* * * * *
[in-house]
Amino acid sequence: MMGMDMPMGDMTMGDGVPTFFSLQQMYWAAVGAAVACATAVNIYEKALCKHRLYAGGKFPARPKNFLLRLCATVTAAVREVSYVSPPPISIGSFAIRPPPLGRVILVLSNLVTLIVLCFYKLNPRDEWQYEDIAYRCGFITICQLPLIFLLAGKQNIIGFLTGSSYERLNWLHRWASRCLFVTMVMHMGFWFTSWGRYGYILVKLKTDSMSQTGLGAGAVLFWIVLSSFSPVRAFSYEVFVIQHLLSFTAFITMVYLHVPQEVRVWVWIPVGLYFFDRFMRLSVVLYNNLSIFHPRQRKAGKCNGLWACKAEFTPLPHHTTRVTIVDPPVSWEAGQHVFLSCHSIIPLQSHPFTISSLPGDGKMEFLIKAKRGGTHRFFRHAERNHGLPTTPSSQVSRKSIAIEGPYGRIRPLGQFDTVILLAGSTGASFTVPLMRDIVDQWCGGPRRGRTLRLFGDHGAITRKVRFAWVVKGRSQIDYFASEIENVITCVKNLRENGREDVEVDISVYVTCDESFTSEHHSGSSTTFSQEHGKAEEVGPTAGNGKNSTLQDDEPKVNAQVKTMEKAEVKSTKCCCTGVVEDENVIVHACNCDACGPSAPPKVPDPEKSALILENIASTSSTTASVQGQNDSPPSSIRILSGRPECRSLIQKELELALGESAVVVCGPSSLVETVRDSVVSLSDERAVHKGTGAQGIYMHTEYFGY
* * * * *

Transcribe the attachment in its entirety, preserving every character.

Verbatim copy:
[in-house]
Amino acid sequence: MMGMDMPMGDMTMGDGVPTFFSLQQMYWAAVGAAVACATAVNIYEKALCKHRLYAGGKFPARPKNFLLRLCATVTAAVREVSYVSPPPISIGSFAIRPPPLGRVILVLSNLVTLIVLCFYKLNPRDEWQYEDIAYRCGFITICQLPLIFLLAGKQNIIGFLTGSSYERLNWLHRWASRCLFVTMVMHMGFWFTSWGRYGYILVKLKTDSMSQTGLGAGAVLFWIVLSSFSPVRAFSYEVFVIQHLLSFTAFITMVYLHVPQEVRVWVWIPVGLYFFDRFMRLSVVLYNNLSIFHPRQRKAGKCNGLWACKAEFTPLPHHTTRVTIVDPPVSWEAGQHVFLSCHSIIPLQSHPFTISSLPGDGKMEFLIKAKRGGTHRFFRHAERNHGLPTTPSSQVSRKSIAIEGPYGRIRPLGQFDTVILLAGSTGASFTVPLMRDIVDQWCGGPRRGRTLRLFGDHGAITRKVRFAWVVKGRSQIDYFASEIENVITCVKNLRENGREDVEVDISVYVTCDESFTSEHHSGSSTTFSQEHGKAEEVGPTAGNGKNSTLQDDEPKVNAQVKTMEKAEVKSTKCCCTGVVEDENVIVHACNCDACGPSAPPKVPDPEKSALILENIASTSSTTASVQGQNDSPPSSIRILSGRPECRSLIQKELELALGESAVVVCGPSSLVETVRDSVVSLSDERAVHKGTGAQGIYMHTEYFGY